[Exercise: Tell me about a funny or odd thing that has happened around your car.]
My mother reached a sufficient level financial stability several years after her divorce from my father—enough to upgrade her car from a Honda Civic to a Honda Accord. We couldn’t afford to keep both cars, but I was allowed to drive the Civic until it was sold. With a “For Sale” sign stuck to the back window, I felt proud to have a car “of my own” even if only for a short while.
One afternoon I drove home from my high school in Metairie to our two-story, brick apartment in Kenner (Metairie and Kenner are suburbs of New Orleans). I walked into the empty house, up the stairs to my bedroom, and changed out of my school uniform—a white, collared shirt with a plaid, green skirt and saddle oxford shoes—into more comfortable clothes. My bedroom faced the front of the house and had a door with a window that opened onto a small balcony, facing a row of apartments across a busy street.
Our phone rang and I answered it. The man on the line said, “I see you. I’m watching you right now.” He described what I was wearing and told me I was sexy. With my heart beating violently, and my body feeling limp and drained of blood, I crouched down to the floor. I managed to hang up and call my mother. She told me to not move until she and the police arrived. My phone rang a few more times, but I hung up when I recognized his voice. I sat immobile waiting for my mother to rescue me.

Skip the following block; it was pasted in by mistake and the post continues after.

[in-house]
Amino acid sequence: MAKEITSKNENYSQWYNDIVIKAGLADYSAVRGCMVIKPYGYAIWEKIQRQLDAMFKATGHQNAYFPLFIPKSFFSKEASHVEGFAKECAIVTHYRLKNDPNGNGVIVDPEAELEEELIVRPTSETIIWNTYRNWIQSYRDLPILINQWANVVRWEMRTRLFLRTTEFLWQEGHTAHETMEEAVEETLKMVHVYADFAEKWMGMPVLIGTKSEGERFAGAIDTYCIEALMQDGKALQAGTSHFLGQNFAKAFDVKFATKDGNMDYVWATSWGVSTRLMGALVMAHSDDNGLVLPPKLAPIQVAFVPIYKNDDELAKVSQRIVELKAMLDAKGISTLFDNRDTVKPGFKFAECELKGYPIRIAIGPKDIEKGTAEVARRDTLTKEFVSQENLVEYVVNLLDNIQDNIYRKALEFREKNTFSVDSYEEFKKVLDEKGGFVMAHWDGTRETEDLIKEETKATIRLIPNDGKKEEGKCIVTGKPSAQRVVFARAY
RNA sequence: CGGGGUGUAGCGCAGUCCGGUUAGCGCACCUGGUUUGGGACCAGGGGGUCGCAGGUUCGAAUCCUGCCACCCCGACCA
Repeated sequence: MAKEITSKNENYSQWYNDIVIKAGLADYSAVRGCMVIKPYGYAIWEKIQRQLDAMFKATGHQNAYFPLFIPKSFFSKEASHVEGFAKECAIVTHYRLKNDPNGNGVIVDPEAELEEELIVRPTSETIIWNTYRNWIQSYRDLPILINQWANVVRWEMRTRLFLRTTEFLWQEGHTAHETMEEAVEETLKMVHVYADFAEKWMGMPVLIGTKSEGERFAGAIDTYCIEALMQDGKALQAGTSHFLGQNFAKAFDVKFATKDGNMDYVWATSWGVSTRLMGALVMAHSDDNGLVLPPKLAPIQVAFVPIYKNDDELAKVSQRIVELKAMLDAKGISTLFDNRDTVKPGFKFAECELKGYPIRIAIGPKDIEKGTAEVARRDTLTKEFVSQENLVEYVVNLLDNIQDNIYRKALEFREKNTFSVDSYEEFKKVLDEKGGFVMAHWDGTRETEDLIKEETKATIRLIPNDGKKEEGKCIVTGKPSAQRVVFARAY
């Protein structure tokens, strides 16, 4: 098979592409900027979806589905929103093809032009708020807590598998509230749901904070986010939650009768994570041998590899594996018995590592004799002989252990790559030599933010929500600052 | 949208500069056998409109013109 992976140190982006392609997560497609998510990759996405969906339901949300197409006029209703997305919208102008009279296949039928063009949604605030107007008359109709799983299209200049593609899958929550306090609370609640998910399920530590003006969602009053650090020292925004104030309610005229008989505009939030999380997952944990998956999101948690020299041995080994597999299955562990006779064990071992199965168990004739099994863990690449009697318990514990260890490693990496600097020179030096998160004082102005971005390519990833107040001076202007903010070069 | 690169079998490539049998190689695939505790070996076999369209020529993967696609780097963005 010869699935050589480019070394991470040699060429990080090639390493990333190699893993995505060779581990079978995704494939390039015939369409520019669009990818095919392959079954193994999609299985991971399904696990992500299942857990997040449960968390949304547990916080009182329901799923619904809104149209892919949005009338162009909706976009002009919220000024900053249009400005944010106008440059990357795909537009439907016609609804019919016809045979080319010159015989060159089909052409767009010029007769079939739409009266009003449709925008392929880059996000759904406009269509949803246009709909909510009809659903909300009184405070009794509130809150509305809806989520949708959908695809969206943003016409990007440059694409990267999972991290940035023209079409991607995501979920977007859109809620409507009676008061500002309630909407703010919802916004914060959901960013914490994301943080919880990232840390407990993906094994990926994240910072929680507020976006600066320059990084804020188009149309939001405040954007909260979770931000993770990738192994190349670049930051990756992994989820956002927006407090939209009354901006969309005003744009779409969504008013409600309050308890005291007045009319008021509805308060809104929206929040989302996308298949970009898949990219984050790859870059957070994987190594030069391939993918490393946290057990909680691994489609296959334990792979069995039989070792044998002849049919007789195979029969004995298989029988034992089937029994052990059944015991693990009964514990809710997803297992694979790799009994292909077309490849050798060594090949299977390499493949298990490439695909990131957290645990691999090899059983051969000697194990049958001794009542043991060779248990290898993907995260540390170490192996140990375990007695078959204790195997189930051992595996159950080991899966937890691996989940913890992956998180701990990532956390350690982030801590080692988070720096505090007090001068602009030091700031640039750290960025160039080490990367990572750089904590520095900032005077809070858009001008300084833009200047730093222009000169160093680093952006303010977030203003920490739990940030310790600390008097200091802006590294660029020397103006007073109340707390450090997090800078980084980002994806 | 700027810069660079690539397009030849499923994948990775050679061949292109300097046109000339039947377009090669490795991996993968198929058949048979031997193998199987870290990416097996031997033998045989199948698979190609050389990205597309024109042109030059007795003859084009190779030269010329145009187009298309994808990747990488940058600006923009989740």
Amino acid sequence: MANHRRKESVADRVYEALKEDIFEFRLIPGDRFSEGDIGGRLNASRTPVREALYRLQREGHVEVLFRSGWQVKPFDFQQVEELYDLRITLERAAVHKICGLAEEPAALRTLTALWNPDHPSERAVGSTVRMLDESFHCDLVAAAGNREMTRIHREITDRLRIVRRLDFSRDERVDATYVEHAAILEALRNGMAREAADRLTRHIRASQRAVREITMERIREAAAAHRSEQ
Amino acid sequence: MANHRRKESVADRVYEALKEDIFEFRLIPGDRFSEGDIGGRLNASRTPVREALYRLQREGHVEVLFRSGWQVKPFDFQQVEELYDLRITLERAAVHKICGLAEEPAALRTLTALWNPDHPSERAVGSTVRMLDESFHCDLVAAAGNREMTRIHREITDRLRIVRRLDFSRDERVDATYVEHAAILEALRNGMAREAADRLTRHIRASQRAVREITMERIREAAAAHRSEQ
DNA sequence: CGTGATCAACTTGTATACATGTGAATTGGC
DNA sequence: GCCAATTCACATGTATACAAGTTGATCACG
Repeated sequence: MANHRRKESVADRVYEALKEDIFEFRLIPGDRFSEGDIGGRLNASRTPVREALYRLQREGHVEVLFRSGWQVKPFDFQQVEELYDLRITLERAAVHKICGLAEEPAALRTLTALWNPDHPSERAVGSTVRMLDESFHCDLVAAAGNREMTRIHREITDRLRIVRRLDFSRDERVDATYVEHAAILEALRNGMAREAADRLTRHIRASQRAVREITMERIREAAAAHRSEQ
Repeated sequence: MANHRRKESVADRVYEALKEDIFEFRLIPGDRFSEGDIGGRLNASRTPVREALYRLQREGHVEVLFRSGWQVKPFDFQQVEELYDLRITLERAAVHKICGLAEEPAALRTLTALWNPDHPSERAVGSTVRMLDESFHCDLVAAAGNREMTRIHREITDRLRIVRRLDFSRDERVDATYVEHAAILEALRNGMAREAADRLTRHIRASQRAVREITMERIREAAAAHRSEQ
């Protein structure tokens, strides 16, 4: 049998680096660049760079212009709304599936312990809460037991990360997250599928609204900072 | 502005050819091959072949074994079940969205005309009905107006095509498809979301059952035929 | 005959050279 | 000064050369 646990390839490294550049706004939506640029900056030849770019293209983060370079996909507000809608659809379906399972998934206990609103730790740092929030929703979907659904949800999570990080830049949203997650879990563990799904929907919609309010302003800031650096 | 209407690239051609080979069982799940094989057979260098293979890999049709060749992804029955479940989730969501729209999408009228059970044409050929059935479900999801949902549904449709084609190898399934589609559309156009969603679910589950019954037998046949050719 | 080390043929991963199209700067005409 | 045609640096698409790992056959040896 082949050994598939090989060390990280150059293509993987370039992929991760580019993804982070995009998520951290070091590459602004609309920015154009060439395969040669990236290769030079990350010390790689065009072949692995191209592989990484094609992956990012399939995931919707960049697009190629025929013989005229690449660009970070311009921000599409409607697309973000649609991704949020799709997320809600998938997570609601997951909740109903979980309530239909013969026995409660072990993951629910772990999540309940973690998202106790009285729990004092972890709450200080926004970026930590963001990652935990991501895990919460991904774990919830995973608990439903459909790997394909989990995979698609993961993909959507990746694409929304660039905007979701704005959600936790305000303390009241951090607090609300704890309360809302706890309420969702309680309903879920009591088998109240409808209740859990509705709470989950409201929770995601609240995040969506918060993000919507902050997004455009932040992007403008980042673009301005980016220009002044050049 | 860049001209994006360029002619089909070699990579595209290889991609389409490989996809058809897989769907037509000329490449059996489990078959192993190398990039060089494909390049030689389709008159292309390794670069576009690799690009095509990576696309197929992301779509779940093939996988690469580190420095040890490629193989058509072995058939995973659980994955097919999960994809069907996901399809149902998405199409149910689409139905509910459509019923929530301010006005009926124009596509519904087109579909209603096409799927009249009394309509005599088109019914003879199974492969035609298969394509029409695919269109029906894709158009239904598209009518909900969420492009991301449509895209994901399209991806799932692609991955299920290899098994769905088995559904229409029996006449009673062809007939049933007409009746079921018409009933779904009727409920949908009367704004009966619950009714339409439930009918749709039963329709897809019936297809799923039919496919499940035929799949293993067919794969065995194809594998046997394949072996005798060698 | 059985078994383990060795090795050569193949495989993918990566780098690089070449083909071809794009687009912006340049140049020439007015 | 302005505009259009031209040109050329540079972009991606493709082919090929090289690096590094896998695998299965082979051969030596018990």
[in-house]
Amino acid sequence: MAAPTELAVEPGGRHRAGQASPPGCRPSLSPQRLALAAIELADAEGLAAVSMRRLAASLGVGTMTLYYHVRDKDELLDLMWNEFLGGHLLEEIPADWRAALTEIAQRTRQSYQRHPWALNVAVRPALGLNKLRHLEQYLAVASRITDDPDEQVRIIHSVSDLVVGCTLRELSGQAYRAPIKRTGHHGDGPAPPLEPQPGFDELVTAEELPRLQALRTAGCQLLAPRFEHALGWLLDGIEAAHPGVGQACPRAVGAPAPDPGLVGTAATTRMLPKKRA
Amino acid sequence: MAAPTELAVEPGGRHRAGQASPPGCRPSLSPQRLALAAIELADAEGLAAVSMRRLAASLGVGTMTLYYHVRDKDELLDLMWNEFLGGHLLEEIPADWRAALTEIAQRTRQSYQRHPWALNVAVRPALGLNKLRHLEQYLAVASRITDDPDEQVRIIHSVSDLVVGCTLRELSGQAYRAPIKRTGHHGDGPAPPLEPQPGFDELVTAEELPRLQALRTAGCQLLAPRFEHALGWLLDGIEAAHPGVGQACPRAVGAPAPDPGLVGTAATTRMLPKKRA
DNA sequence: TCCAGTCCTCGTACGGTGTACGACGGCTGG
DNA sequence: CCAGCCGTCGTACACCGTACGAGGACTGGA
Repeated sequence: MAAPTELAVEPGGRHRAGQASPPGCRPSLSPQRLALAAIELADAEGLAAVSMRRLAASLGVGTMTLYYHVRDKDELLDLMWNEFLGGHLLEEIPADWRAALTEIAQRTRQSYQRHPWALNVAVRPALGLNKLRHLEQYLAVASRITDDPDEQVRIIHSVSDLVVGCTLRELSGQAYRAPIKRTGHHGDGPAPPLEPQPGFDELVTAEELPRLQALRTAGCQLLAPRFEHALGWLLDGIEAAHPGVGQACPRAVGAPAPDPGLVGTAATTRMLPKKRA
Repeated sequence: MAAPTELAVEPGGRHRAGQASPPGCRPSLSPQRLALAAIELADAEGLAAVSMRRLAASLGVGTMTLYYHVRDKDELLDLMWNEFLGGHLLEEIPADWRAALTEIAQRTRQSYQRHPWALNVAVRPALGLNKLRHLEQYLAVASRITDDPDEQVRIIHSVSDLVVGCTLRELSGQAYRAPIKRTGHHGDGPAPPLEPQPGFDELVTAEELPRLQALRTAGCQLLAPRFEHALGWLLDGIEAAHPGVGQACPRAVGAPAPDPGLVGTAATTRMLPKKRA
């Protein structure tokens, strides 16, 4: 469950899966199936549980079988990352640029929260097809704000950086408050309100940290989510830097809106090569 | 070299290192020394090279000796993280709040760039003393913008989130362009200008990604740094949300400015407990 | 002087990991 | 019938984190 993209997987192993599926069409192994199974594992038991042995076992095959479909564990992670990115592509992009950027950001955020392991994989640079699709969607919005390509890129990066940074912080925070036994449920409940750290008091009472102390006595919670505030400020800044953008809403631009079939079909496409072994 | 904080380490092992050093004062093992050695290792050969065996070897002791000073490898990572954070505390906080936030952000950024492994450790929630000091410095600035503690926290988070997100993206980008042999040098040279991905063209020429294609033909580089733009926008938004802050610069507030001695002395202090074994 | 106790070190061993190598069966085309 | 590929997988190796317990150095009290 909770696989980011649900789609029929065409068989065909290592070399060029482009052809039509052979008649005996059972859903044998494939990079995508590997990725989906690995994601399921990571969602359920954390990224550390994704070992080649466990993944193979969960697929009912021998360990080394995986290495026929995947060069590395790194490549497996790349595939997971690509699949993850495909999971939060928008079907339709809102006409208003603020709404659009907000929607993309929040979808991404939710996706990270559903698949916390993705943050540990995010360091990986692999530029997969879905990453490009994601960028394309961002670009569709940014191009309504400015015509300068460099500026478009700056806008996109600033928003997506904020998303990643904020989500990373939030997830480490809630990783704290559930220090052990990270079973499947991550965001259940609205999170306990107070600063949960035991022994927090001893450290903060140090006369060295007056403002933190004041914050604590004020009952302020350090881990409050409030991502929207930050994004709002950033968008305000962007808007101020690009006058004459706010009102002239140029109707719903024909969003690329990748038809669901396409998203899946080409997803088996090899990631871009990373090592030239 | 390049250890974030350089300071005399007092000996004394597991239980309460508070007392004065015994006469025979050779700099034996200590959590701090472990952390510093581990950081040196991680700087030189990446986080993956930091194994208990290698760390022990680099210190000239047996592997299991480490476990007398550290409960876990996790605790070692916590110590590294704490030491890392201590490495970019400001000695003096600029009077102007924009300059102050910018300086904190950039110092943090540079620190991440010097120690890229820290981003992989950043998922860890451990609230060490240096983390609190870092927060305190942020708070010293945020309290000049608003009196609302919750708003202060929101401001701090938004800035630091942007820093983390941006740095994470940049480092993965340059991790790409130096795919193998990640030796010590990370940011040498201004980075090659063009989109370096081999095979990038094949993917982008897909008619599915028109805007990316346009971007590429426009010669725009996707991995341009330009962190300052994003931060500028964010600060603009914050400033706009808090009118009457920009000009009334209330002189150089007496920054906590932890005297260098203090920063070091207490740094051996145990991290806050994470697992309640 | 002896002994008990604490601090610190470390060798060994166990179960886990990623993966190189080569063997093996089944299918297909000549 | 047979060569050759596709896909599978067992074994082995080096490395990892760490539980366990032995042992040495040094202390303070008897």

This is one of several frightening experiences I had while living in New Orleans. People wonder why I lock the doors of my car as soon as I get in. Why I’m suspicious of people I don’t know. People ask what it was like to live in New Orleans. I’m always unsure which aspect to focus on. There are many good things about New Orleans, but there’s also a dark underbelly. Which stories are you willing to hear?